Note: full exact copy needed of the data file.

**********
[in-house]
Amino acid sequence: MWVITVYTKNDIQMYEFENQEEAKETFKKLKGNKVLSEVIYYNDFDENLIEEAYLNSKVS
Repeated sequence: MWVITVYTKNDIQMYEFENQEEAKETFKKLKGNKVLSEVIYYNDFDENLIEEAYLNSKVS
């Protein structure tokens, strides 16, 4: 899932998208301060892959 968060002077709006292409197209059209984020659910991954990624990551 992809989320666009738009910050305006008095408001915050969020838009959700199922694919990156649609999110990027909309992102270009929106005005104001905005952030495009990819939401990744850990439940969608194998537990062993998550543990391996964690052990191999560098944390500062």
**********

[in-house]
Amino acid sequence: MWVITVYTKNDIQMYEFENQEEAKETFKKLKGNKVLSEVIYYNDFDENLIEEAYLNSKVS
Repeated sequence: MWVITVYTKNDIQMYEFENQEEAKETFKKLKGNKVLSEVIYYNDFDENLIEEAYLNSKVS
């Protein structure tokens, strides 16, 4: 899932998208301060892959 968060002077709006292409197209059209984020659910991954990624990551 992809989320666009738009910050305006008095408001915050969020838009959700199922694919990156649609999110990027909309992102270009929106005005104001905005952030495009990819939401990744850990439940969608194998537990062993998550543990391996964690052990191999560098944390500062």